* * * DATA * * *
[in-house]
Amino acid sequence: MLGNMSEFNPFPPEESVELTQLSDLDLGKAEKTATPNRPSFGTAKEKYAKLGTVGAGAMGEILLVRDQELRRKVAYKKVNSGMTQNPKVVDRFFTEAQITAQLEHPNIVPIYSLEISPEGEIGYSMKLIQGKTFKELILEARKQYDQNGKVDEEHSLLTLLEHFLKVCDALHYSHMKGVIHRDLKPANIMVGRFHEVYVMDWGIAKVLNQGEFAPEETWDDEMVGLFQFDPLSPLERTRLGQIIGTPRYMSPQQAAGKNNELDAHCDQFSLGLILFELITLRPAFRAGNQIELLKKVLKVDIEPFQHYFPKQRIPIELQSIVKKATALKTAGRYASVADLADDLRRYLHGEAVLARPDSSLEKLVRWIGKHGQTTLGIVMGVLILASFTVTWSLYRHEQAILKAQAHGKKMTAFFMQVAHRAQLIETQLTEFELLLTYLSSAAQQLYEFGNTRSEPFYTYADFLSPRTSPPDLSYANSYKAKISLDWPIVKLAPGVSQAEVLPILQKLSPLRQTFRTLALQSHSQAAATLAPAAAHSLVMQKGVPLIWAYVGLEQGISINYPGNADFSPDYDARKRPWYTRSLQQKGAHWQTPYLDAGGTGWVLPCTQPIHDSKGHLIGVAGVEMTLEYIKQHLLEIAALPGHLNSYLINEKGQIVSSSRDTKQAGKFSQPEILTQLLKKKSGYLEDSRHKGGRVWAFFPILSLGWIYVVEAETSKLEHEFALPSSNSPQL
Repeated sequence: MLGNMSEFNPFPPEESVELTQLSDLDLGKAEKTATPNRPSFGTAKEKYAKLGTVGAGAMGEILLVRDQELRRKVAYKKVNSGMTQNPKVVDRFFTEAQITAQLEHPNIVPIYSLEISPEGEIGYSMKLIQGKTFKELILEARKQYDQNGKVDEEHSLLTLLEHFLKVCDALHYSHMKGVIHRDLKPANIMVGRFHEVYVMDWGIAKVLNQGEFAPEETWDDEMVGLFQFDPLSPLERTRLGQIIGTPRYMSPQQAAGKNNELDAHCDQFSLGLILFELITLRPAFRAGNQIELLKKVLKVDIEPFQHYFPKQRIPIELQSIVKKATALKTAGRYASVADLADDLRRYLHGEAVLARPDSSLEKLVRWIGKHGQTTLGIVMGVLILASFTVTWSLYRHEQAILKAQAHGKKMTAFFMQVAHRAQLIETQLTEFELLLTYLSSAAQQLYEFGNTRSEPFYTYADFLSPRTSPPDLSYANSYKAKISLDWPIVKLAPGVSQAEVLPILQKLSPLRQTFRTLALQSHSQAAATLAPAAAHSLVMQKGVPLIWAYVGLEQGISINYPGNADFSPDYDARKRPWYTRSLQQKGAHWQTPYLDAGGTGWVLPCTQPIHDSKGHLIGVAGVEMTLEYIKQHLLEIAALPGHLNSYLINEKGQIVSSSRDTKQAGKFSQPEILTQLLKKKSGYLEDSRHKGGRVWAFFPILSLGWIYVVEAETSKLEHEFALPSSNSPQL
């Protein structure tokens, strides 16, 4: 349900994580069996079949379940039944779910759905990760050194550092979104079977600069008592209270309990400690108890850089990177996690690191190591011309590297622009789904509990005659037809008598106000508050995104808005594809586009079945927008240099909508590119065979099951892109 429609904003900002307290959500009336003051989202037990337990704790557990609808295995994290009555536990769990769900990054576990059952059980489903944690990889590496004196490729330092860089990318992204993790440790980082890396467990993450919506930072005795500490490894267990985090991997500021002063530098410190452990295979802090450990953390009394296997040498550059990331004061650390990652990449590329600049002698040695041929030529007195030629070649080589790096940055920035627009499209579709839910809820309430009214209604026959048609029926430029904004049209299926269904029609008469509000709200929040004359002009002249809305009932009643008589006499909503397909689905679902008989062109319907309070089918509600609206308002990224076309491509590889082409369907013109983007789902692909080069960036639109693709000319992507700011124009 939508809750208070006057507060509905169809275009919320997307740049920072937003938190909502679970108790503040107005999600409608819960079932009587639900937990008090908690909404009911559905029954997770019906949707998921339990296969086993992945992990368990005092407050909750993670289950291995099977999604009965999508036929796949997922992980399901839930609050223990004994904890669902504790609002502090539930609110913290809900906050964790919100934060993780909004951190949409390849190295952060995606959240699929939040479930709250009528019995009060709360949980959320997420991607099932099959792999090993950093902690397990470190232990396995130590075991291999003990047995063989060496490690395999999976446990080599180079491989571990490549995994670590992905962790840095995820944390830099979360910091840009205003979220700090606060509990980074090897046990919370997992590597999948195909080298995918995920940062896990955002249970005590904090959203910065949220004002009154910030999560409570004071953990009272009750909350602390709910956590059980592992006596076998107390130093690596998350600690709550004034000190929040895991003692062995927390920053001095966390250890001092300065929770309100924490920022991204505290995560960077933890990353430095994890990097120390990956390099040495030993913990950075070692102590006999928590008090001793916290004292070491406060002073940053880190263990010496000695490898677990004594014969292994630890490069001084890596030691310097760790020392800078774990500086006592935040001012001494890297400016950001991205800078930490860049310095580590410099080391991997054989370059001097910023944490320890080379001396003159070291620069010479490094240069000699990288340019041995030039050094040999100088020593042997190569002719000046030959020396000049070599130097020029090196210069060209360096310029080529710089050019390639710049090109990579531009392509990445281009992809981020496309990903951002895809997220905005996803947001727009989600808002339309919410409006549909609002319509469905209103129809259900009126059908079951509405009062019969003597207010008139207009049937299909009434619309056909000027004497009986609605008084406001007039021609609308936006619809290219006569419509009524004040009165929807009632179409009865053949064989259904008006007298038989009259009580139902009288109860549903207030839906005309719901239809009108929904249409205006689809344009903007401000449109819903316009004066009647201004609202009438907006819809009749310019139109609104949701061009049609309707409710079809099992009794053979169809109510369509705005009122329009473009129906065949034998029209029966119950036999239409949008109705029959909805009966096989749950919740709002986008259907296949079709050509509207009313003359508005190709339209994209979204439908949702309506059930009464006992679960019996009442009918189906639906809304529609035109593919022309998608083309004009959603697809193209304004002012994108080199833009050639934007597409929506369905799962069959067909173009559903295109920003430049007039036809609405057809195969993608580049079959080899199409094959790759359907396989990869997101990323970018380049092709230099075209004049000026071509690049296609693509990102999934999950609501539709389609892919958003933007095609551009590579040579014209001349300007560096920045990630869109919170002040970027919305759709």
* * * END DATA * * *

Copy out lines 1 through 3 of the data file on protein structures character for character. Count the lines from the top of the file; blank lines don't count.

[in-house]
Amino acid sequence: MLGNMSEFNPFPPEESVELTQLSDLDLGKAEKTATPNRPSFGTAKEKYAKLGTVGAGAMGEILLVRDQELRRKVAYKKVNSGMTQNPKVVDRFFTEAQITAQLEHPNIVPIYSLEISPEGEIGYSMKLIQGKTFKELILEARKQYDQNGKVDEEHSLLTLLEHFLKVCDALHYSHMKGVIHRDLKPANIMVGRFHEVYVMDWGIAKVLNQGEFAPEETWDDEMVGLFQFDPLSPLERTRLGQIIGTPRYMSPQQAAGKNNELDAHCDQFSLGLILFELITLRPAFRAGNQIELLKKVLKVDIEPFQHYFPKQRIPIELQSIVKKATALKTAGRYASVADLADDLRRYLHGEAVLARPDSSLEKLVRWIGKHGQTTLGIVMGVLILASFTVTWSLYRHEQAILKAQAHGKKMTAFFMQVAHRAQLIETQLTEFELLLTYLSSAAQQLYEFGNTRSEPFYTYADFLSPRTSPPDLSYANSYKAKISLDWPIVKLAPGVSQAEVLPILQKLSPLRQTFRTLALQSHSQAAATLAPAAAHSLVMQKGVPLIWAYVGLEQGISINYPGNADFSPDYDARKRPWYTRSLQQKGAHWQTPYLDAGGTGWVLPCTQPIHDSKGHLIGVAGVEMTLEYIKQHLLEIAALPGHLNSYLINEKGQIVSSSRDTKQAGKFSQPEILTQLLKKKSGYLEDSRHKGGRVWAFFPILSLGWIYVVEAETSKLEHEFALPSSNSPQL
Repeated sequence: MLGNMSEFNPFPPEESVELTQLSDLDLGKAEKTATPNRPSFGTAKEKYAKLGTVGAGAMGEILLVRDQELRRKVAYKKVNSGMTQNPKVVDRFFTEAQITAQLEHPNIVPIYSLEISPEGEIGYSMKLIQGKTFKELILEARKQYDQNGKVDEEHSLLTLLEHFLKVCDALHYSHMKGVIHRDLKPANIMVGRFHEVYVMDWGIAKVLNQGEFAPEETWDDEMVGLFQFDPLSPLERTRLGQIIGTPRYMSPQQAAGKNNELDAHCDQFSLGLILFELITLRPAFRAGNQIELLKKVLKVDIEPFQHYFPKQRIPIELQSIVKKATALKTAGRYASVADLADDLRRYLHGEAVLARPDSSLEKLVRWIGKHGQTTLGIVMGVLILASFTVTWSLYRHEQAILKAQAHGKKMTAFFMQVAHRAQLIETQLTEFELLLTYLSSAAQQLYEFGNTRSEPFYTYADFLSPRTSPPDLSYANSYKAKISLDWPIVKLAPGVSQAEVLPILQKLSPLRQTFRTLALQSHSQAAATLAPAAAHSLVMQKGVPLIWAYVGLEQGISINYPGNADFSPDYDARKRPWYTRSLQQKGAHWQTPYLDAGGTGWVLPCTQPIHDSKGHLIGVAGVEMTLEYIKQHLLEIAALPGHLNSYLINEKGQIVSSSRDTKQAGKFSQPEILTQLLKKKSGYLEDSRHKGGRVWAFFPILSLGWIYVVEAETSKLEHEFALPSSNSPQL